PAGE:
Learn when you get your first vehicle, the reverse trike, in Death Stranding, as well as some useful tips to drive like a pro and avoid combat.
For the most part, Death Stranding is an excellent hiking simulator that forces you to manage your balance and remain aware of the terrain and weather as you walk across its gorgeous map. However, if you're looking for a little more speed, you can jump on a vehicle to expedite your journey.
In the video above, we detail when you find and how you unlock your first vehicle in Death Stranding--the Reverse Trike, a motorcycle-like form of transportation. Finding the trike is easy enough, you'll probably run into it within the first few hours of playing through the campaign. Upon reaching Distribution Center West in Capital Knot City, you'll discover a Reverse Trike that's covered in rust and lacking a functional battery. You won't be able to do anything about it, though, so just keep doing what you're doing.
A few hours later, after you've completed a few more delivery missions and pushed the campaign forward, you'll find your way to the Wind Farm. Here, you unlock the ability to craft a generator. Do so, and then make the trek back to the rusted trike. Insert the new battery and you'll have a working Reverse Trike, which should help make future deliveries a little faster.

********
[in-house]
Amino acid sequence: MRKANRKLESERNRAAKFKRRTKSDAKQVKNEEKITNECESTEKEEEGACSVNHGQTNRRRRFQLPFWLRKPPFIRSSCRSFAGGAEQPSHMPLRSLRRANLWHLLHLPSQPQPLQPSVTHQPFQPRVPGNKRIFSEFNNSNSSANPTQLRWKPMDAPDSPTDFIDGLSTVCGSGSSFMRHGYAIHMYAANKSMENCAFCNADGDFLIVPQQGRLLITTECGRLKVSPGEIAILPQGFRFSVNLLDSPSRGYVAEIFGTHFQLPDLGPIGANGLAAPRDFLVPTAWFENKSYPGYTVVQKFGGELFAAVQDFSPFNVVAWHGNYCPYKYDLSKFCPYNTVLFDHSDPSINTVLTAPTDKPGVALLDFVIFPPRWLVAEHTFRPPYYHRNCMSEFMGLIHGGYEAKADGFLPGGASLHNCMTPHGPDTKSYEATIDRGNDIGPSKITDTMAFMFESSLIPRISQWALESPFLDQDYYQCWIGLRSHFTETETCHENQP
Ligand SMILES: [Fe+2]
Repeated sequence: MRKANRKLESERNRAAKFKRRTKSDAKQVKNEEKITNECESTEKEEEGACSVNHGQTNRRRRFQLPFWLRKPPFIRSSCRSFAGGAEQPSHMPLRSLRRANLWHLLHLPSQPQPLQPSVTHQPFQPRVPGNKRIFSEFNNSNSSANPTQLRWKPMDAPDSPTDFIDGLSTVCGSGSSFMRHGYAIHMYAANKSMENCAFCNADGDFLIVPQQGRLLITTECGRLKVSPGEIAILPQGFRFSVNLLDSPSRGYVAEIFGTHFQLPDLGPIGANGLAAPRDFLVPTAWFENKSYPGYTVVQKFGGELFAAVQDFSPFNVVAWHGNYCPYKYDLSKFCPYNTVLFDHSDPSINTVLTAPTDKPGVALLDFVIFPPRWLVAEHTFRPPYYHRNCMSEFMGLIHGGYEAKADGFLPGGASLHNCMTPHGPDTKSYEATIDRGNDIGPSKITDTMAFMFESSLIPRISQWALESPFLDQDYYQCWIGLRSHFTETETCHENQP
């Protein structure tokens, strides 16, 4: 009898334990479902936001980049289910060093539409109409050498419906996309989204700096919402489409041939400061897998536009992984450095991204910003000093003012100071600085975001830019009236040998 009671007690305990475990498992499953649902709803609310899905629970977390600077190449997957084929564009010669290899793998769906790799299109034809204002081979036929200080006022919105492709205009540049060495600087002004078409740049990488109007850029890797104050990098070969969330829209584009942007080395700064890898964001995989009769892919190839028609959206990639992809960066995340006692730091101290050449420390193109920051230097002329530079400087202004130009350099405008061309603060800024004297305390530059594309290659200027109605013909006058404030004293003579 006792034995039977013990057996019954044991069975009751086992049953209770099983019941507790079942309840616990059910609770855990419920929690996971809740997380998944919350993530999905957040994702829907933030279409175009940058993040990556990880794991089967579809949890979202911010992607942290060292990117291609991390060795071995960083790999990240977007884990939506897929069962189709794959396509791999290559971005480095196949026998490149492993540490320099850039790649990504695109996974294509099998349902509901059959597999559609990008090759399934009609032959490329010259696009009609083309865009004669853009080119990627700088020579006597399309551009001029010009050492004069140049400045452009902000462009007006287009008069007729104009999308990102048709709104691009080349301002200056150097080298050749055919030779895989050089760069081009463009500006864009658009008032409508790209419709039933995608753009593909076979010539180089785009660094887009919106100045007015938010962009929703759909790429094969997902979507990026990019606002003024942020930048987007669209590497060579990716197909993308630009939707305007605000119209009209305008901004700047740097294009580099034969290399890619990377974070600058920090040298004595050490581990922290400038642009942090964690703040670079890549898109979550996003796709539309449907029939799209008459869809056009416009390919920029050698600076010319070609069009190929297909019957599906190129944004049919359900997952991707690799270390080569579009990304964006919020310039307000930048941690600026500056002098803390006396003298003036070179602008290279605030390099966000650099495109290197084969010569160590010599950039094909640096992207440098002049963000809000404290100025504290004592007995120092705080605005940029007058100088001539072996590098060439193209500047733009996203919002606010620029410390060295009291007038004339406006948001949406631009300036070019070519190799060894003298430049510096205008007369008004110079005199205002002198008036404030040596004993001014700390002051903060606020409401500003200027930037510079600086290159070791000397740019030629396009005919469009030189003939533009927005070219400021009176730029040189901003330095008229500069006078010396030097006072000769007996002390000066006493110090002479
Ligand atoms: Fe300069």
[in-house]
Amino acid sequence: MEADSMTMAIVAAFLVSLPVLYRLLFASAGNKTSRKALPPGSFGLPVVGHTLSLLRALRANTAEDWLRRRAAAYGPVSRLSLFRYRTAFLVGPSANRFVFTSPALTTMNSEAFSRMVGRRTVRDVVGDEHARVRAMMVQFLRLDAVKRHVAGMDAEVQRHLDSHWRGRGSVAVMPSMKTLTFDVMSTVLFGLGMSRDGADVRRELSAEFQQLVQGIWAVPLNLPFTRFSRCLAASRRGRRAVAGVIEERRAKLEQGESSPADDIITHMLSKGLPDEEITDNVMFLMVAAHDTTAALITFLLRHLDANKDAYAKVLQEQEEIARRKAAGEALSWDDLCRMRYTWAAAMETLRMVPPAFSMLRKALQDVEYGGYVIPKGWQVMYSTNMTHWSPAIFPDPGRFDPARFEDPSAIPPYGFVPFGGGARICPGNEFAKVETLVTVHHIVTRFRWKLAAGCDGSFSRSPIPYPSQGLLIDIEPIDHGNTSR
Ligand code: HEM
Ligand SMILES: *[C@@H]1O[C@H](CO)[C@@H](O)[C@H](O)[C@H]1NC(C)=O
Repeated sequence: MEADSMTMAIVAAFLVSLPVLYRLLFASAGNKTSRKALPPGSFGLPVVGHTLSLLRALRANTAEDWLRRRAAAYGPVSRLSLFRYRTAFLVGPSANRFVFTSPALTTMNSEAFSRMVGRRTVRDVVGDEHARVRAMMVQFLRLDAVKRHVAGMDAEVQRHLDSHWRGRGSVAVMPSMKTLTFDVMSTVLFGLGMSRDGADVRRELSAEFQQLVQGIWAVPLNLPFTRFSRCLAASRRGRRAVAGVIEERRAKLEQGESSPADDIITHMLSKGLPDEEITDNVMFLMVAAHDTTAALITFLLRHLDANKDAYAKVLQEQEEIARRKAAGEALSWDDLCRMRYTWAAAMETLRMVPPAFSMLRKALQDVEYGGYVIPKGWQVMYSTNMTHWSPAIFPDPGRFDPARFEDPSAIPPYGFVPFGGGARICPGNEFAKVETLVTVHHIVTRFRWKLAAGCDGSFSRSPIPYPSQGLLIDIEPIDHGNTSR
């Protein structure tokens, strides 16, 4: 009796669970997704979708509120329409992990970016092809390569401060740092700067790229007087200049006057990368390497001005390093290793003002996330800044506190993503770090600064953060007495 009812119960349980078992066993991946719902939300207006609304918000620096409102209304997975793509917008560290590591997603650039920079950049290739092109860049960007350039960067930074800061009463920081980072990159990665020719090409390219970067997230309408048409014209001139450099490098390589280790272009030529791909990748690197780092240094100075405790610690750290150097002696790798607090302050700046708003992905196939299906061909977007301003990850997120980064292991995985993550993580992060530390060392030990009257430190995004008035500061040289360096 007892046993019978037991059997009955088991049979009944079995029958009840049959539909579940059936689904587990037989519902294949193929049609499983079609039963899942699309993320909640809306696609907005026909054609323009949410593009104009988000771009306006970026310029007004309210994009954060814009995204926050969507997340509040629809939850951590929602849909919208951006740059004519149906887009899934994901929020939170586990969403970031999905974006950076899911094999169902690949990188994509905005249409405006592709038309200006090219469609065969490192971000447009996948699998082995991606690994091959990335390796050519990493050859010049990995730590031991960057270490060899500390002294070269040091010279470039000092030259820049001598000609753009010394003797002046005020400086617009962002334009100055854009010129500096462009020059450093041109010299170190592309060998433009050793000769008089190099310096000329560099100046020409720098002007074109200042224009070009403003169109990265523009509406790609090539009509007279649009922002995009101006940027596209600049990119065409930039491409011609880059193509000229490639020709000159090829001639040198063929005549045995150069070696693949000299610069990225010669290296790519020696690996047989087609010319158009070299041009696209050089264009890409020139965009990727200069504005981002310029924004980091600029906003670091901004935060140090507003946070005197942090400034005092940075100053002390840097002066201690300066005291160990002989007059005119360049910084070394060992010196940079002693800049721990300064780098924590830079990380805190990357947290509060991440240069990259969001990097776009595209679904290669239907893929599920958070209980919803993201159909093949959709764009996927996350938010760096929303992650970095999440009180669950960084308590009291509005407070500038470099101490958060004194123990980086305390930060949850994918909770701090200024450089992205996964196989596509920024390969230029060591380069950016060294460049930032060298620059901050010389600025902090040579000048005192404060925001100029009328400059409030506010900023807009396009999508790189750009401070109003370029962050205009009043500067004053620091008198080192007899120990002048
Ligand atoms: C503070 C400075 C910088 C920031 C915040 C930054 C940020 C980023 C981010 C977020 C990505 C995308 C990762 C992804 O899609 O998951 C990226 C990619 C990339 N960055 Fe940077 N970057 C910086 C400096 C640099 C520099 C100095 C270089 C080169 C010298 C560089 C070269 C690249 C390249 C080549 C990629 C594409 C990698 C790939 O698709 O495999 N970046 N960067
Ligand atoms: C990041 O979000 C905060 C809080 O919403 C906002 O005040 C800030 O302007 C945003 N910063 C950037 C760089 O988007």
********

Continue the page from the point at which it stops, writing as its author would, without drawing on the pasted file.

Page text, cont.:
Keep in mind, you don't always want to use the Reverse Trike. All vehicles in the game produce noise, making them less ideal for traveling through BT-infested territory. The Reverse Trike also relies on a battery, which loses its charge whenever you deviate off a road--which is pretty much all the time, especially early on. Take care of the bike and it will make your journey through Death Stranding a lot easier, but failure to do so may cause you to be stranded in a perilous situation.
In GameSpot's Death Stranding review, Kallie Plagge wrote, "Death Stranding is a hard game to absorb. There are many intertwining threads to its plot, and silly names, corny moments, and heavy exposition belie an otherwise very simple message. That comes through much more clearly in the game's more mundane moments, when you find a desperately-needed ladder left behind by another player or receive a letter from an NPC thanking you for your efforts. It's positive without ignoring pain; in fact, it argues in both its story and its gameplay that adversity itself is what makes things worth doing and life worth living. It's a game that requires patience, compassion, and love, and it's also one we really need right now."